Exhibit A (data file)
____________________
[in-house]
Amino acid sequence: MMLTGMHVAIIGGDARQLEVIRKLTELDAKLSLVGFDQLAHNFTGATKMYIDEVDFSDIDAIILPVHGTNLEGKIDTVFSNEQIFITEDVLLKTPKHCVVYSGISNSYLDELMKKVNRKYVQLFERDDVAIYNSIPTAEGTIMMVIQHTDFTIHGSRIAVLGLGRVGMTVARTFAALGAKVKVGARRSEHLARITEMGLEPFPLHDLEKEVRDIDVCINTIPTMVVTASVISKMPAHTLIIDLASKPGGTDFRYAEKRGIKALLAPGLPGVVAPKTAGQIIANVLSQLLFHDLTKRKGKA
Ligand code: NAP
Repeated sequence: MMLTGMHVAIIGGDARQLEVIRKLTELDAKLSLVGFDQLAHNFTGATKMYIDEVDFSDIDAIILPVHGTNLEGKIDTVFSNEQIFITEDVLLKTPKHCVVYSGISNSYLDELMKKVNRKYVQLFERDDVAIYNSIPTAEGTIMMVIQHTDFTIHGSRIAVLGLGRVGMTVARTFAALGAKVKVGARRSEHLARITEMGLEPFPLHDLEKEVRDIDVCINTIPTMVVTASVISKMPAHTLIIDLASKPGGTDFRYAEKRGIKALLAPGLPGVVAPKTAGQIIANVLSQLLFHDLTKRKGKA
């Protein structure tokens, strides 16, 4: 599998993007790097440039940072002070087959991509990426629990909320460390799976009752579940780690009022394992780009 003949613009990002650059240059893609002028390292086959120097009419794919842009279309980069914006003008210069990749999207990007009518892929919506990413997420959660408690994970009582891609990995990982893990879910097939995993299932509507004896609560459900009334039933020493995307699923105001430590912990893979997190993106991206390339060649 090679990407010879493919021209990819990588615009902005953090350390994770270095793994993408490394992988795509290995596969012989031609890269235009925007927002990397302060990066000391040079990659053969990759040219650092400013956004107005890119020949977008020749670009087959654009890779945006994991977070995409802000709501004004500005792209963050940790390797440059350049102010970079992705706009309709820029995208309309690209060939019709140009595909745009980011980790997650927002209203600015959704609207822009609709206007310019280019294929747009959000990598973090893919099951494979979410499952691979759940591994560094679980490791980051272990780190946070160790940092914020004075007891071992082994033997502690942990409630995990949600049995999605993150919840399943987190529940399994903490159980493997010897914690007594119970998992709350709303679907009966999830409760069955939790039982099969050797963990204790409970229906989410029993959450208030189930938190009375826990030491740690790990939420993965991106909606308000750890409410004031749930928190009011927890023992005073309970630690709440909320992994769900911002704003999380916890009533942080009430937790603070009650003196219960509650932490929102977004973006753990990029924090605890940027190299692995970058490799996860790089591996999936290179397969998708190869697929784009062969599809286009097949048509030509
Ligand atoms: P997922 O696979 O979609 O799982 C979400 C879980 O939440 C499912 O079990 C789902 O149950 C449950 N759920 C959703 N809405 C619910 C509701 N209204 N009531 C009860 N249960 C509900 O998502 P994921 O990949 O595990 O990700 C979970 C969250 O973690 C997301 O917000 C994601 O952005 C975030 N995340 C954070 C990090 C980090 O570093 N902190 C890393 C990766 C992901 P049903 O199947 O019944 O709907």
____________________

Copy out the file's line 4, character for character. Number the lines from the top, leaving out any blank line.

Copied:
Repeated sequence: MMLTGMHVAIIGGDARQLEVIRKLTELDAKLSLVGFDQLAHNFTGATKMYIDEVDFSDIDAIILPVHGTNLEGKIDTVFSNEQIFITEDVLLKTPKHCVVYSGISNSYLDELMKKVNRKYVQLFERDDVAIYNSIPTAEGTIMMVIQHTDFTIHGSRIAVLGLGRVGMTVARTFAALGAKVKVGARRSEHLARITEMGLEPFPLHDLEKEVRDIDVCINTIPTMVVTASVISKMPAHTLIIDLASKPGGTDFRYAEKRGIKALLAPGLPGVVAPKTAGQIIANVLSQLLFHDLTKRKGKA